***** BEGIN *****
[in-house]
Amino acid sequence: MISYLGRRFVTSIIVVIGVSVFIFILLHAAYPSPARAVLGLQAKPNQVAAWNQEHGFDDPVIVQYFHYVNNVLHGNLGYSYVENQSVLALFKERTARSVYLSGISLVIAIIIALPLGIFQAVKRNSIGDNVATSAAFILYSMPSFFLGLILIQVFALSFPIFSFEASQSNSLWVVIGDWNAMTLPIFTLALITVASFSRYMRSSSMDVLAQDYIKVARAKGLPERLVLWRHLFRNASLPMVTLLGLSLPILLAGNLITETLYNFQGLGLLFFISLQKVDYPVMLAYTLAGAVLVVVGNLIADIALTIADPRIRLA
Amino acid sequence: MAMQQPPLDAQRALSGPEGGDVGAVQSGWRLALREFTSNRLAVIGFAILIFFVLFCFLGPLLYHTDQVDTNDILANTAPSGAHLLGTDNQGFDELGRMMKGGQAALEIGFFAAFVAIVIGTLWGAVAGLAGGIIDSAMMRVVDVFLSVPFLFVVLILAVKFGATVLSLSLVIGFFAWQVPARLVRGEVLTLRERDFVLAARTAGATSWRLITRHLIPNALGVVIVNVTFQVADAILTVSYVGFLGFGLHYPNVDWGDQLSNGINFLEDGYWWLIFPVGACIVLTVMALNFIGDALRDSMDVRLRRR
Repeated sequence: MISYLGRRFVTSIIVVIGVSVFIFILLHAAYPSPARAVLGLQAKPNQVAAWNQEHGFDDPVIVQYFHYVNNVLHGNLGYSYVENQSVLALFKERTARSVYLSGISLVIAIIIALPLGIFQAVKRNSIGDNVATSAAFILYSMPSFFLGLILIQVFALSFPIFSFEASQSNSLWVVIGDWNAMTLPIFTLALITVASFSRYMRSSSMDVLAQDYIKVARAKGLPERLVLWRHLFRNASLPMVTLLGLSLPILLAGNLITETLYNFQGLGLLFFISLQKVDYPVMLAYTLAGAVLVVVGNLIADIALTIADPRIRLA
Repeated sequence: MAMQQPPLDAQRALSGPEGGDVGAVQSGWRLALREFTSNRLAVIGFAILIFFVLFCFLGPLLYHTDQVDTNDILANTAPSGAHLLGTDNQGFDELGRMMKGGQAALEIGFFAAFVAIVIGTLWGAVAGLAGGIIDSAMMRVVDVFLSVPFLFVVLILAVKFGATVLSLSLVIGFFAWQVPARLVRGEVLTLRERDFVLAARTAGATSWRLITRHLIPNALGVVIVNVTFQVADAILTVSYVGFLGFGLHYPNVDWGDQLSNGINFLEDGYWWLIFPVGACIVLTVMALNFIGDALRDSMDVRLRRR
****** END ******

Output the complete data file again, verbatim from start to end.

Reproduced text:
[in-house]
Amino acid sequence: MISYLGRRFVTSIIVVIGVSVFIFILLHAAYPSPARAVLGLQAKPNQVAAWNQEHGFDDPVIVQYFHYVNNVLHGNLGYSYVENQSVLALFKERTARSVYLSGISLVIAIIIALPLGIFQAVKRNSIGDNVATSAAFILYSMPSFFLGLILIQVFALSFPIFSFEASQSNSLWVVIGDWNAMTLPIFTLALITVASFSRYMRSSSMDVLAQDYIKVARAKGLPERLVLWRHLFRNASLPMVTLLGLSLPILLAGNLITETLYNFQGLGLLFFISLQKVDYPVMLAYTLAGAVLVVVGNLIADIALTIADPRIRLA
Amino acid sequence: MAMQQPPLDAQRALSGPEGGDVGAVQSGWRLALREFTSNRLAVIGFAILIFFVLFCFLGPLLYHTDQVDTNDILANTAPSGAHLLGTDNQGFDELGRMMKGGQAALEIGFFAAFVAIVIGTLWGAVAGLAGGIIDSAMMRVVDVFLSVPFLFVVLILAVKFGATVLSLSLVIGFFAWQVPARLVRGEVLTLRERDFVLAARTAGATSWRLITRHLIPNALGVVIVNVTFQVADAILTVSYVGFLGFGLHYPNVDWGDQLSNGINFLEDGYWWLIFPVGACIVLTVMALNFIGDALRDSMDVRLRRR
Repeated sequence: MISYLGRRFVTSIIVVIGVSVFIFILLHAAYPSPARAVLGLQAKPNQVAAWNQEHGFDDPVIVQYFHYVNNVLHGNLGYSYVENQSVLALFKERTARSVYLSGISLVIAIIIALPLGIFQAVKRNSIGDNVATSAAFILYSMPSFFLGLILIQVFALSFPIFSFEASQSNSLWVVIGDWNAMTLPIFTLALITVASFSRYMRSSSMDVLAQDYIKVARAKGLPERLVLWRHLFRNASLPMVTLLGLSLPILLAGNLITETLYNFQGLGLLFFISLQKVDYPVMLAYTLAGAVLVVVGNLIADIALTIADPRIRLA
Repeated sequence: MAMQQPPLDAQRALSGPEGGDVGAVQSGWRLALREFTSNRLAVIGFAILIFFVLFCFLGPLLYHTDQVDTNDILANTAPSGAHLLGTDNQGFDELGRMMKGGQAALEIGFFAAFVAIVIGTLWGAVAGLAGGIIDSAMMRVVDVFLSVPFLFVVLILAVKFGATVLSLSLVIGFFAWQVPARLVRGEVLTLRERDFVLAARTAGATSWRLITRHLIPNALGVVIVNVTFQVADAILTVSYVGFLGFGLHYPNVDWGDQLSNGINFLEDGYWWLIFPVGACIVLTVMALNFIGDALRDSMDVRLRRR